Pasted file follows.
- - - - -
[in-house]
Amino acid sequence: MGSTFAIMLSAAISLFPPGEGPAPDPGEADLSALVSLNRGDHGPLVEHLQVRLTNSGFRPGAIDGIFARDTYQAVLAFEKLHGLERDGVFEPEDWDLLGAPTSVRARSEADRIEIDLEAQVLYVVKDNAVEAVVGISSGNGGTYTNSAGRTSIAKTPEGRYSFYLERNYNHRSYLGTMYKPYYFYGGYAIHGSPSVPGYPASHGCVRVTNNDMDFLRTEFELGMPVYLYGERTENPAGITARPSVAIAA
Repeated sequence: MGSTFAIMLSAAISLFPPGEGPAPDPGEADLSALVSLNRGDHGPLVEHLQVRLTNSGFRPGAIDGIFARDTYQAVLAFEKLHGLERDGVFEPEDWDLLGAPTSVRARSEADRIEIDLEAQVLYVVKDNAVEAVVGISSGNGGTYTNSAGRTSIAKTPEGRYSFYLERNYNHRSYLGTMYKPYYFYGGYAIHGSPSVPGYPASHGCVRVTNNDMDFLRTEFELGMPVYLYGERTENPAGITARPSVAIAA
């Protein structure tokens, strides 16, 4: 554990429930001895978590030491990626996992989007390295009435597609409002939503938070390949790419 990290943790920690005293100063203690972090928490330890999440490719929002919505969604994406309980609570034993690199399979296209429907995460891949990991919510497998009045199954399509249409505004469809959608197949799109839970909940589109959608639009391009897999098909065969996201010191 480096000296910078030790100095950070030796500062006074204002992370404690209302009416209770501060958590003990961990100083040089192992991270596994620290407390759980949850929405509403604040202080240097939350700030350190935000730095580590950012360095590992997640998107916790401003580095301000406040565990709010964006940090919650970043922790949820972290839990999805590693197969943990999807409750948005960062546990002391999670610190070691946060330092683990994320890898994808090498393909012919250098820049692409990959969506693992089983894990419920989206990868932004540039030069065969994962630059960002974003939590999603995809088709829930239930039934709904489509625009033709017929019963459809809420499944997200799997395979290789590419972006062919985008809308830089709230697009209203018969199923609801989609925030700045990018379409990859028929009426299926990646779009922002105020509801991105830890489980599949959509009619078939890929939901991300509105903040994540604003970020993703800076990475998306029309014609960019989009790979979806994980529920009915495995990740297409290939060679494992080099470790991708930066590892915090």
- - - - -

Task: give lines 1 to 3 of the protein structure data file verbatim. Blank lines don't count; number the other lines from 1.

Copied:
[in-house]
Amino acid sequence: MGSTFAIMLSAAISLFPPGEGPAPDPGEADLSALVSLNRGDHGPLVEHLQVRLTNSGFRPGAIDGIFARDTYQAVLAFEKLHGLERDGVFEPEDWDLLGAPTSVRARSEADRIEIDLEAQVLYVVKDNAVEAVVGISSGNGGTYTNSAGRTSIAKTPEGRYSFYLERNYNHRSYLGTMYKPYYFYGGYAIHGSPSVPGYPASHGCVRVTNNDMDFLRTEFELGMPVYLYGERTENPAGITARPSVAIAA
Repeated sequence: MGSTFAIMLSAAISLFPPGEGPAPDPGEADLSALVSLNRGDHGPLVEHLQVRLTNSGFRPGAIDGIFARDTYQAVLAFEKLHGLERDGVFEPEDWDLLGAPTSVRARSEADRIEIDLEAQVLYVVKDNAVEAVVGISSGNGGTYTNSAGRTSIAKTPEGRYSFYLERNYNHRSYLGTMYKPYYFYGGYAIHGSPSVPGYPASHGCVRVTNNDMDFLRTEFELGMPVYLYGERTENPAGITARPSVAIAA